Anu should have waited to come over until the party had concluded or offered for Kanika to sleep there an extra night. The front lawn was crowded with the aunties and uncles of her community, dressed up in a rainbow of red, saffron, and gold in tribute to Diwali. Some had firecrackers, candles, or sparklers—others watched the festivities from the sidelines. Anu didn't have the energy to face them today, although she knew she would have to on the way out. She couldn't climb out of Neil's bedroom window with a five-year-old in tow.
She spotted Priya climbing up the porch stairs, slowly, leaning her weight onto the handrail, and then Kanika darting past her in the opposite direction, waving two long sparklers. Anu inhaled sharply. Someone had dressed her in a neon pink lengha so long she could trip over it. And why hadn't anyone put a coat on her? Couldn't they feel the biting October wind?
"I know she's not wearing a coat," Neil said behind her. "She refused. She's getting more stubborn every day."
"Just like you."
"I was going to say, just like you."
Anu smiled out the window, watching her daughter prance around the lawn, basking in the attention of being the only child at the party. "Why aren't you down there?"
"There was a minor fire-related emergency."
She spun around to face him. Tucking Kanika's favorite plush walrus into the backpack, he gestured to his right forearm, at a bald patch the size of a baseball.
"Prabha Uncle brought firecrackers, and I got caught in the cross fire when he tried to light one in the kitchen sink."
"He tried to light it inside the house?" Anu laughed. "They make these things childproof. Who knew it needed to be uncle proof."
She went to reach for the bald patch but caught herself just in time. Instead, she planted her hands firmly on her hips.
"It's just hair," he said quietly. "It'll grow back."
She nodded, even though she didn't agree. Not everything came back.
Anu sat down at the foot of the bed, and she wondered if it was the same twin bed Neil had slept in until they got married. She leaned her head back against the wall and closed her eyes. For the first time since he had moved out, they were back on good terms. They were civil, and sometimes on Saturdays during the pickups and drop-offs—on nights like these—they even laughed together.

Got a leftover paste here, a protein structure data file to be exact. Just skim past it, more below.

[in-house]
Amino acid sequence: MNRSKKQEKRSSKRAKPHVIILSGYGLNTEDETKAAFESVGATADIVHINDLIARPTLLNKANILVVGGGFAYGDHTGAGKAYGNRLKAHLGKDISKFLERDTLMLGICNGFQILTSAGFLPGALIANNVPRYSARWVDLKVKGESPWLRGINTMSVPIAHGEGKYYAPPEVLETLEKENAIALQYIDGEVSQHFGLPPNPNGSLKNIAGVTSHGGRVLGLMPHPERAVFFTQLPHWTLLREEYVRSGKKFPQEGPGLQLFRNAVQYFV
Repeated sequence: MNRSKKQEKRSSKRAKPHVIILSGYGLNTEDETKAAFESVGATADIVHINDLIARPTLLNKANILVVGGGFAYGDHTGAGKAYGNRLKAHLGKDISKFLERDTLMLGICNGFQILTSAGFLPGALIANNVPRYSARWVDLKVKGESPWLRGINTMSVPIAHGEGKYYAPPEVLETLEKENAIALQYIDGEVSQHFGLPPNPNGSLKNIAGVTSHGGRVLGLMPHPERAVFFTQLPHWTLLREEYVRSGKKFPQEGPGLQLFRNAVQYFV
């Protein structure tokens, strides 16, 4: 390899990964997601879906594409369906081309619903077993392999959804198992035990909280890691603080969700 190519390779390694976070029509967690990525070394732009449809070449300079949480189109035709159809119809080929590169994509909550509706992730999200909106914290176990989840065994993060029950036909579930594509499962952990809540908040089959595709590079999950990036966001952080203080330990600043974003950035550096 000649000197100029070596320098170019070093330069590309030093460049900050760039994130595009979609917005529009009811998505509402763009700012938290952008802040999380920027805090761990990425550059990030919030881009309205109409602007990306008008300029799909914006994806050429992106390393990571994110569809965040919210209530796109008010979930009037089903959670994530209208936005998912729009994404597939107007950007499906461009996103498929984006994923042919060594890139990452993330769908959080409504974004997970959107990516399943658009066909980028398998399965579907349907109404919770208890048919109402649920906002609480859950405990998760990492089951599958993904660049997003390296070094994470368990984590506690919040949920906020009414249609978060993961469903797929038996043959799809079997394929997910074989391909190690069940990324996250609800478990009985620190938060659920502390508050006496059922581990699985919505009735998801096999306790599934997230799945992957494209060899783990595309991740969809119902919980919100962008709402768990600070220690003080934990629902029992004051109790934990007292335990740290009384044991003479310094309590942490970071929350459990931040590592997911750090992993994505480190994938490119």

But she knew Neil, and now everything was about to change.
She opened her eyes. He was examining her more closely as he closed up the backpack with its palm tree zipper.
"Everything OK, Anush?"
She pressed her lips together, cringing at the sound of his nickname for her; the way the tone dropped off at the elongated oo sound. Once upon a time it had been romantic.
"Ryan and I..." She caught his eye, and there was no need to say more.
He dropped the backpack to the floor, rubbed his hands through his hair.
She sat forward on the bed. "Are you OK?"
He didn't reply. She could hear him breathing over the sounds of voices downstairs, chattering filling up the house.
"I haven't told Kanika. She hasn't even met him yet—"
"You...you climb in here like nothing has changed... and just spring this on me." Neil was pacing now, and his voice was on the rise. He was on the cusp of snapping. That temper of his, the one that reared its petty, unruly self so rarely, was on its way up and out. "She hasn't met him yet? Is it serious?"
"Neil, lower your voice." She stood up from the bed, keeping the weight on her right foot. "It's only been a few months, I swear. I didn't want you to find out from anyone else."
"So everyone knows you're with him now? Is that it?"
"Neil, please calm dow—"
'"Beta."' A sharp voice from the doorway. 'Hush.' Her mother-in-law, Priya, was standing at the entrance of the room, her sari a sheath of orange tie-dye. "We have guests." She gave them both a stern look. "What is this nonsense?" She paused, breathing hard. "I thought fighting time was over."